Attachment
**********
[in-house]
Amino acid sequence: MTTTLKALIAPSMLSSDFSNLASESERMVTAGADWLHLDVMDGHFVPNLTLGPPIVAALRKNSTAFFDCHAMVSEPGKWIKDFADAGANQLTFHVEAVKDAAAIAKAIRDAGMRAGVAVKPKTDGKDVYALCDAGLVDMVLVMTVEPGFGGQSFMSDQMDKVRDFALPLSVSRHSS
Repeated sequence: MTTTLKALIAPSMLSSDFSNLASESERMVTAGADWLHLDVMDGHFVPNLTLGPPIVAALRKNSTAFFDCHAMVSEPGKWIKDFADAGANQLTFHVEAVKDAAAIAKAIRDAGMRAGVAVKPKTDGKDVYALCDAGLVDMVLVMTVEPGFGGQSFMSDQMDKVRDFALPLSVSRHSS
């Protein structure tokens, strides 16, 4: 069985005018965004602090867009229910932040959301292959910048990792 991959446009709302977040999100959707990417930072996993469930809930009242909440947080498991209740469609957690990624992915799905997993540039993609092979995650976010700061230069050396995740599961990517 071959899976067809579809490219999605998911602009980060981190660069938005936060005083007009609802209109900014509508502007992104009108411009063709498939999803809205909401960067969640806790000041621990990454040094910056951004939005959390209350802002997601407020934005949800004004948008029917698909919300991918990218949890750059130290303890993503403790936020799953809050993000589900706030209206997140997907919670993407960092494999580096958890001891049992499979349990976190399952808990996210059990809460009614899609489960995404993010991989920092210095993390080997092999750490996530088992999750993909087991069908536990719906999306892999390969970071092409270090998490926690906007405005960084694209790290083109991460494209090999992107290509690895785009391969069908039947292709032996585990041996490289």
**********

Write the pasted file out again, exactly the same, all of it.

[in-house]
Amino acid sequence: MTTTLKALIAPSMLSSDFSNLASESERMVTAGADWLHLDVMDGHFVPNLTLGPPIVAALRKNSTAFFDCHAMVSEPGKWIKDFADAGANQLTFHVEAVKDAAAIAKAIRDAGMRAGVAVKPKTDGKDVYALCDAGLVDMVLVMTVEPGFGGQSFMSDQMDKVRDFALPLSVSRHSS
Repeated sequence: MTTTLKALIAPSMLSSDFSNLASESERMVTAGADWLHLDVMDGHFVPNLTLGPPIVAALRKNSTAFFDCHAMVSEPGKWIKDFADAGANQLTFHVEAVKDAAAIAKAIRDAGMRAGVAVKPKTDGKDVYALCDAGLVDMVLVMTVEPGFGGQSFMSDQMDKVRDFALPLSVSRHSS
């Protein structure tokens, strides 16, 4: 069985005018965004602090867009229910932040959301292959910048990792 991959446009709302977040999100959707990417930072996993469930809930009242909440947080498991209740469609957690990624992915799905997993540039993609092979995650976010700061230069050396995740599961990517 071959899976067809579809490219999605998911602009980060981190660069938005936060005083007009609802209109900014509508502007992104009108411009063709498939999803809205909401960067969640806790000041621990990454040094910056951004939005959390209350802002997601407020934005949800004004948008029917698909919300991918990218949890750059130290303890993503403790936020799953809050993000589900706030209206997140997907919670993407960092494999580096958890001891049992499979349990976190399952808990996210059990809460009614899609489960995404993010991989920092210095993390080997092999750490996530088992999750993909087991069908536990719906999306892999390969970071092409270090998490926690906007405005960084694209790290083109991460494209090999992107290509690895785009391969069908039947292709032996585990041996490289």